The alcohol example I used is merely to illustrate the absurdity of this regime. I.E. That it doesn’t do what the police are actually claiming to accomplish.

    Maybe my point would have been better better made if I said have “2 glasses of wine and get busted a week later for them” would that ring an alarm bell for you?

    I am in support for methods to make our roads safer. This includes drug testing for ALL drugs, not just Meth, MDMA and Cannabis which is all the current test does.

    Your argument of having a prescription doesn’t apply here, because the 3 above drugs are all that’s been tested. Where as I am in favor of testing for Opiads, Cocaine as well as Benzodiazepines and even high doses of Ibuprofen.

    So in essence I think I am more in favor of road safety than any of you. But there is a clear difference between a tool for justice and a tool for tyranny.

    • Carolyn Bishop says:

      “But there is a clear difference between a tool for justice and a tool for tyranny.” Yes! I wish there was a like button for your comment, Yi Lu. I agree with your analysis. I also want to add that not only have these roadside drug tests failed to test for impairment as well as all drugs that can cause impairment, but they have produced many false positives. The random targeting of drivers with an inaccurate drug test is not only overly invasive but puts wrongly accused sober people in the position of having to prove their innocence. How does this resemble justice? Surely there is a better way to keep impaired drivers off the road without resorting to police state measures and sacrificing civil liberties.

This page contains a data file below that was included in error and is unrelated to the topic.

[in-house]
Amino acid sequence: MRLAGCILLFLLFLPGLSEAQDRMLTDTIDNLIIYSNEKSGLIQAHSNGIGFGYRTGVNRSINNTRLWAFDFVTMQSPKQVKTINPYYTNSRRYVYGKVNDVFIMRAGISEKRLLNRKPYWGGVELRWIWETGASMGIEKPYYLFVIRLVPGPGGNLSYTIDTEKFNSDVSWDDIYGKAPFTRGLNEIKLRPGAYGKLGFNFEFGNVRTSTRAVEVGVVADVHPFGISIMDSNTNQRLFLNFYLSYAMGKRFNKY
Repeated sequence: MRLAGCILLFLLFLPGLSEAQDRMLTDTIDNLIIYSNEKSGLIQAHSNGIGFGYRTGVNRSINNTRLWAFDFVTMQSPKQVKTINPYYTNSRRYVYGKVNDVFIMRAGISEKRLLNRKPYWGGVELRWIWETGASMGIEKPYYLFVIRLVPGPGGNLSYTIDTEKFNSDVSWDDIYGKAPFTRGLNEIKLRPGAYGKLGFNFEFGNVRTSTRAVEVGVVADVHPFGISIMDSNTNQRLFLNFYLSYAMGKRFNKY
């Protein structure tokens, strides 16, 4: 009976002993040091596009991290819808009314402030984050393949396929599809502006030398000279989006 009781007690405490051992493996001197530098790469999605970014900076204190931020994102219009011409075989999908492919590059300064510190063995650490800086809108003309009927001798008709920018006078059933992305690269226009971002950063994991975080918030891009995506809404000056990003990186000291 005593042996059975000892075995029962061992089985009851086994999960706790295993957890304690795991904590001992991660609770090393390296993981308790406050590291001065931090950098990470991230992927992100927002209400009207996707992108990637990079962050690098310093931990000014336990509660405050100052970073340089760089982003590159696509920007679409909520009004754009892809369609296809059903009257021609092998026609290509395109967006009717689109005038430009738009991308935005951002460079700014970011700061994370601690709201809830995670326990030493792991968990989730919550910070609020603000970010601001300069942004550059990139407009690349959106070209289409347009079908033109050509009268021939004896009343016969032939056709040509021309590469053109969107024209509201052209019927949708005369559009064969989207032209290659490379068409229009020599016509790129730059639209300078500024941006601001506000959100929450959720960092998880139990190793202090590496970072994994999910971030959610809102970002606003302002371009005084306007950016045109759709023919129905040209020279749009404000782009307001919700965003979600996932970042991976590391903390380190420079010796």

5. Blair Egarr says:

    Hi Yi Lu and Carolyn, I totally agree with you both. The current roadside drug testing (RDT) regime is a complete disgrace. It is quite right to get drug impaired drivers off the roads but not to net non-drug impaired drivers as a by-catch of RDT and then treat them as criminals because they are found to have non-psychoactive drugs in their systems. Some of these people had smoked marijuana over a week prior to being tested . This is a complete violation of our civil liberties and we allow laws like this to continue we will eventually have no liberties left at all. We are slowly sliding down a very slippery slope on the way to a police state. We all need to send Troy Grant and Mike Baird with emails and letters of disgust to them on Facebook and their electoral offices. These people are often zealots and are very think skinned and don’t listen to the general public but we must not be apathetic and give up the fight. We must win this battle.